However, that wasn’t anywhere near enough for her pushy parents, who wanted her to study further and be independent. She reminds her readers repeatedly that she came of age during the 1960s, the era of liberation movements, including Palestine’s, and a time when women rebelled against male-dominated societies. It is easy to understand Ameri’s commitment to justice at any cost.
“In the US, away from my parents’ pressure,” she tells us, “I decided to get my PhD in sociology from Wayne State University. Soon after I graduated in 1981, my mother came to visit. When I met her at the airport, she hugged me so tight, her eyes swelled with tears. ‘Mabrook, Doctora. You have no idea how happy and proud you make me.’
“Once we settled in at home she opened her purse and said, ‘I have a gift for you.’ From the box I could tell it was another piece of jewellery. To my utter surprise it was her necklace, the choker I always wanted.
“‘Oh, Mama, this is a real surprise. I expected you to give it to me when I got married, but when you didn’t, I thought I’d never get it.’
“She looked me straight in the eye and said, ‘Marriage is not an accomplishment. A PhD is.'”
Anan Ameri’s memoir is littered with such momentous “what ifs”. She details crucial moments at the beginning of the Lebanese Civil War, including an attack by the right-wing Lebanese Phalangists against Palestinian workers heading home to Tel Al-Zaatar refugee camp. She was in Beirut at the time.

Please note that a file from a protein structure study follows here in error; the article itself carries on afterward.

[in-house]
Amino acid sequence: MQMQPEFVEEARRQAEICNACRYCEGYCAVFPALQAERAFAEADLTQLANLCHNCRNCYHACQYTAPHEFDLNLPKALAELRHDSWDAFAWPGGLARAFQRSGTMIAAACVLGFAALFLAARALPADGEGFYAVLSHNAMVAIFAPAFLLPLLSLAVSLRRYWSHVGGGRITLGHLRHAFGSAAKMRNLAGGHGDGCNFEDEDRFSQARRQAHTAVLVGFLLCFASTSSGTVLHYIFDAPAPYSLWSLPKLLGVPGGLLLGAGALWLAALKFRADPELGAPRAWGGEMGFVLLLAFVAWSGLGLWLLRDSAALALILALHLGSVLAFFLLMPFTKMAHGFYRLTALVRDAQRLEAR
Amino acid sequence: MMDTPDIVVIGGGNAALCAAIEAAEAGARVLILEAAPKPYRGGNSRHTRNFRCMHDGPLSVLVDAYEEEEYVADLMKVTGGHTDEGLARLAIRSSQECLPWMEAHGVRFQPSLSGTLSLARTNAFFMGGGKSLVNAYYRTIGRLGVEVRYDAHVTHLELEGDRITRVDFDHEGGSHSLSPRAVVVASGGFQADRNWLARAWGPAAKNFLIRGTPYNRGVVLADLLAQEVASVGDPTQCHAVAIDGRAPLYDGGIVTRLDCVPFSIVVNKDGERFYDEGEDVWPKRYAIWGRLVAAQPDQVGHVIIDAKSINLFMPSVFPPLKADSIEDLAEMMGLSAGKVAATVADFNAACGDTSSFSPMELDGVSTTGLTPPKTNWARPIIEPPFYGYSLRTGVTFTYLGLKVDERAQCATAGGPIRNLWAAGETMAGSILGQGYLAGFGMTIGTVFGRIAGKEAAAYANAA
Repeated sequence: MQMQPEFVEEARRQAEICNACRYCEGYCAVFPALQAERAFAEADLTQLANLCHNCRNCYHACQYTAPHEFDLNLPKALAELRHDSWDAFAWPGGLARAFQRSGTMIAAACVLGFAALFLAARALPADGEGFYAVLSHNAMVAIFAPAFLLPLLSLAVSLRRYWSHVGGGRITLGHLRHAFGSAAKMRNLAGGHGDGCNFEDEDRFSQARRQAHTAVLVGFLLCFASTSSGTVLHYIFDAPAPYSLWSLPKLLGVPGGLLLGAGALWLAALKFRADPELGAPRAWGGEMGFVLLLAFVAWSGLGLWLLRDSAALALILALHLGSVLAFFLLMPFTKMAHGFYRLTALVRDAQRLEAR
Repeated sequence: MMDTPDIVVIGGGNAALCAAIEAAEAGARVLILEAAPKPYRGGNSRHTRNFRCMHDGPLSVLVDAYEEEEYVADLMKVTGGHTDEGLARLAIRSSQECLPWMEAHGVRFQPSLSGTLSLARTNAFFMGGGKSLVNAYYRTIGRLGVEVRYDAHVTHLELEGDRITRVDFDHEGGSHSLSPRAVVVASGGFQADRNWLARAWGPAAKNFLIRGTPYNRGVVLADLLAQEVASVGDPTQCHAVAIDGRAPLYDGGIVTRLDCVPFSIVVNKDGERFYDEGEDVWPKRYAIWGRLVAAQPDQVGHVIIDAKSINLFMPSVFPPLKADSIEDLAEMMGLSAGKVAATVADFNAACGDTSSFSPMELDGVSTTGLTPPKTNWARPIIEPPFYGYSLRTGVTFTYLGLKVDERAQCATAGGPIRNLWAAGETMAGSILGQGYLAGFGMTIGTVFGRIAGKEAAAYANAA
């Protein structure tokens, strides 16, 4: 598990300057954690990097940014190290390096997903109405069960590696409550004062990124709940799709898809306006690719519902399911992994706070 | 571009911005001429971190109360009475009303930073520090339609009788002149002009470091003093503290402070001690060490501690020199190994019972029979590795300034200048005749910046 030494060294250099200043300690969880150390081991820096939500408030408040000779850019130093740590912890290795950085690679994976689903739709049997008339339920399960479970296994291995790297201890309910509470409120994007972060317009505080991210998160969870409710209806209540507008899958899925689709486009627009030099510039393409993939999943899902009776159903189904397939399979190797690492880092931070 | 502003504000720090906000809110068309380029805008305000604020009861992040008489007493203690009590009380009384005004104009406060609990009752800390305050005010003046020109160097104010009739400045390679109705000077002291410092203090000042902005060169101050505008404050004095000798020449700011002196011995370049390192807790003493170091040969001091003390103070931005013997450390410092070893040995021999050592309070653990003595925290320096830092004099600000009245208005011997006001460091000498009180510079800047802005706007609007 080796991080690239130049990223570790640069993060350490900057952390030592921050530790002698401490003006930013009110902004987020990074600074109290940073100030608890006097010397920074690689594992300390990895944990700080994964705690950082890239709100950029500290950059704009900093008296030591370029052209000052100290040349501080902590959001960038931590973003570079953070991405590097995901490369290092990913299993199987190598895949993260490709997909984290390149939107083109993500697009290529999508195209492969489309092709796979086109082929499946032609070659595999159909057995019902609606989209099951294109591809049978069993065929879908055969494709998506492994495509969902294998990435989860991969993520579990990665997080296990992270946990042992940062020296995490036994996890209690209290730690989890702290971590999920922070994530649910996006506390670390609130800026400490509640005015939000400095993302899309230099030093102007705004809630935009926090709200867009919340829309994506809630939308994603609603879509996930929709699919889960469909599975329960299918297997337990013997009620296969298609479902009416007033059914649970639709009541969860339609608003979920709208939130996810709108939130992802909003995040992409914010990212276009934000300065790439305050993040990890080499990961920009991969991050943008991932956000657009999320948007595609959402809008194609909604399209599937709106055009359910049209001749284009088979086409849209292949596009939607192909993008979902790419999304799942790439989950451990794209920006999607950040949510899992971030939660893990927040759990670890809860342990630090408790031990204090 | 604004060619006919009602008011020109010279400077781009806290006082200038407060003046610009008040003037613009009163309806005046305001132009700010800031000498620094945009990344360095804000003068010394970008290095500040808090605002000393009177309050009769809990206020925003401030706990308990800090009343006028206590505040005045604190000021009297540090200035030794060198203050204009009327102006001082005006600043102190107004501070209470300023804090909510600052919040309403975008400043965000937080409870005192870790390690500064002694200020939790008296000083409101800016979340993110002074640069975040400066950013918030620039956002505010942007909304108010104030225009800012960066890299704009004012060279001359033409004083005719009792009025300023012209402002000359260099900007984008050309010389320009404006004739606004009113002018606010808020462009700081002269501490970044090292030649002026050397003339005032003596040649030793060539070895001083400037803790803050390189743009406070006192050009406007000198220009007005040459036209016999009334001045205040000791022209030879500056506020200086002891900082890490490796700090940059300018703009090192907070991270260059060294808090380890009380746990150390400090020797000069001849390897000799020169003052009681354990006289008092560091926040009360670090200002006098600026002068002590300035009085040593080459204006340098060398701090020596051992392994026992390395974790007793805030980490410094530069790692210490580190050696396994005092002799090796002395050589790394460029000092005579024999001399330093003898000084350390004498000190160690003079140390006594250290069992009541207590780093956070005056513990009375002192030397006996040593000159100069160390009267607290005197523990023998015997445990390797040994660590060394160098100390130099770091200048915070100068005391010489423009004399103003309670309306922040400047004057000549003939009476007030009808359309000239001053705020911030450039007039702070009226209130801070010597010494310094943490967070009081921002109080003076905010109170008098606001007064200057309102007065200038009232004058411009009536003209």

There are many fascinating stops on Ameri’s life journey. My favourite is the fund-raising tour to help those who survived the horrific massacre in Beirut’s Sabra and Shatila refugee camp in 1982. On the road she met diverse groups of Palestinian communities and families, as well as the dark side of the American Dream.
The trip began in Gallup, New Mexico, where the small Palestinian community controlled the wholesale marketing of Native American arts and crafts. It is also where she was confronted by the poverty-of Native Americans for which not even visits to Palestinian refugee camps had prepared her.
She notes that, like their Palestinians counterparts, the Native Americans are a proud people who will fight until the bitter end. After all, they too were driven from their homes by relentless waves of white settlers whose hunger for tribal lands was insatiable. Moreover, they will use whatever means they have at their disposal, with no champions other than themselves.